First aid for people with burns
Posted by Master, Doctor Mai Xuan Thien - Emergency Doctor - Emergency Department - Vinmec Times City International Hospital
First aid for burns plays a very important role in the effectiveness of treatment. There are some severe burns that require specialist treatment and long-term medical care, and there are even life-threatening cases from burn shock.
Burn is tissue damage caused by exposure to heat, chemicals or electricity. Burns can be mild but can also be a life-threatening emergency.
First aid and treatment of burns depends on the location and extent of the injury. Sunburns or other thermal burns with minor injuries can be treated at home. However, there are some severe burns that require specialist treatment and long-term medical care, and there are even life-threatening cases from burn shock.
When suffering a burn, proper home first aid minimizes burn damage, as well as partially prevents burn complications.
2. Symptoms of a burn
Symptoms of burns vary widely depending on the depth of the injury. It can take up to 1 to 2 days for the signs and symptoms of a burn to fully manifest:
First degree burns: Injury that affects only the outermost layer of the skin (the suprapubic). May cause skin redness and burning pain. Second-degree burns: Damage affects both the upper and lower layers of the dermis. May cause swelling and redness, white or red spotty skin. May progress to blistering and severe pain. Second-degree burns can cause scarring. Third degree burns: Damage to the subcutaneous fat layer. The burn area may be black, brown, or white. the skin looks thickened. Third-degree burns can cause nerve damage causing numbness.
3. When does a person with a burn need to see a specialist?
Burns are quite common accidents in daily life, but you need to see a specialist medical facility in the following cases:
For burns in the hands, feet, face, groin, buttocks, and large joints or large areas of the body Deep burns, affecting all layers of the skin or even deeper tissues (fat, fascia, muscle, etc.) Burns that make the skin appear thick Burns Burns or has black, brown or white patches Burns caused by chemicals or electricity Difficulty breathing or burns to the airways
4. Causes of Burns
Depending on age and working environment, the causes of burns will vary, and are classified into the following groups:
Thermal burns: Fire, steam, hot liquid; metal, glass or other hot objects Electrical burns Radiation Heat from the sun (ultraviolet rays) Chemicals such as: Detergents, paint thinners or strong acids. Due to violence (family, society, school)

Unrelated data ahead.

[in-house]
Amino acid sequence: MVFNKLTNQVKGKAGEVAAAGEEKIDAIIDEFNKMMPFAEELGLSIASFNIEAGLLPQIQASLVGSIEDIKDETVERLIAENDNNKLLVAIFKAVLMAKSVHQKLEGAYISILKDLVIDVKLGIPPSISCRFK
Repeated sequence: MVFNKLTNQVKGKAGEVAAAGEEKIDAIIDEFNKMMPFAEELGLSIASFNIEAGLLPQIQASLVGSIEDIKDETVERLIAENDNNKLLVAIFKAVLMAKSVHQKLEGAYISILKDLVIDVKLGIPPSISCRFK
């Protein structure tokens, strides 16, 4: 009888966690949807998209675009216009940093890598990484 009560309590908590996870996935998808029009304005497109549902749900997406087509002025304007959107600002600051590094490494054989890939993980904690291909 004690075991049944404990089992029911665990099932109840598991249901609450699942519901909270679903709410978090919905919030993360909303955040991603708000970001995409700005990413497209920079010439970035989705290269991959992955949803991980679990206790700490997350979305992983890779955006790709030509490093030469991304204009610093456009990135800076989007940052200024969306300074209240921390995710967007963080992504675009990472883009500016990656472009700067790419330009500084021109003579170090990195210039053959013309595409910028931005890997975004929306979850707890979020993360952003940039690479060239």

5. Complications of burns
Deep and extensive burns can cause certain complications
Bacterial infection, which can lead to sepsis or septic shock Loss of fluid, including all of the circulating volume Hypothermia Affects airways due to Inhalation of hot gases or fumes Scarring damage Bone and joint problems, such as scar tissue causing spasticity, skin and muscle tendons.
6. First aid for people with burns
Cool the area: Keep the burned area under cool running water (not cold water) or cover with a cool, wet towel until the burning sensation is reduced or gone, however it is recommended to keep it under cool running water. and have better heat exchange. Do not use ice. Applying ice directly to the affected area can aggravate other lesions. Remove rings or bracelets quickly, and as gently as possible before the affected area begins to swell. Do not break scalds. The blisters have a role in fighting infection. If the burn is broken, clean with water (possibly with a little soap). Apply antibiotic ointment, stop if signs of irritation or allergy appear (erythema, itching,...) Apply moisturizer: As soon as the burn area is cooled, apply a moisturizer, such as any Creams containing aloe vera or humectants. This moisturizes and relieves dry skin. Cover the burn area with a sterile bandage, loosely tied to avoid putting pressure on the damaged skin. The bandage seals the burn area, relieves pain and protects the skin burn. Use pain relievers: In case of severe pain, you can use common pain relievers such as: Paracetamol, Ibuprofen.
7. Burn Prevention
Minimize the risk of burns at home and work Do not leave hot objects on inconspicuous areas Beware of young children when approaching high-risk areas such as kitchens Keep young children away Keep away from hot water Keep power tools away from water, or have a protective cover Check the temperature of food before giving it to a child. Do not wear loose, revealing clothes when cooking (flammable) Turn off electrical appliances when not in use (such as irons, heaters, ...) to keep out of reach of small children. Unused sockets need to be covered. Keep power cords in a safe place where small children cannot play and bring them to their mouths to chew. If smoker never smoke in flammable places It is advisable to have smoke detectors on the floor at home or work. Check operability regularly. Should have fire fighting equipment in the house When using chemicals, must wear protective gear, and strictly follow the manufacturer's instructions. Keep chemicals, flamethrowers, matches out of the reach of small children, use it safely, do not use flamethrowers as toys Take precautions against the risk of external burns, especially if you are in a place where they may be exposed. with chemicals, extremely hot substances. As well as the risk of skin burns when exposed to the sun.
Vinmec International General Hospital with a system of modern facilities, medical equipment and a team of experts and doctors with many years of experience in medical examination and treatment, patients can rest assured to visit. examination and treatment at the Hospital.
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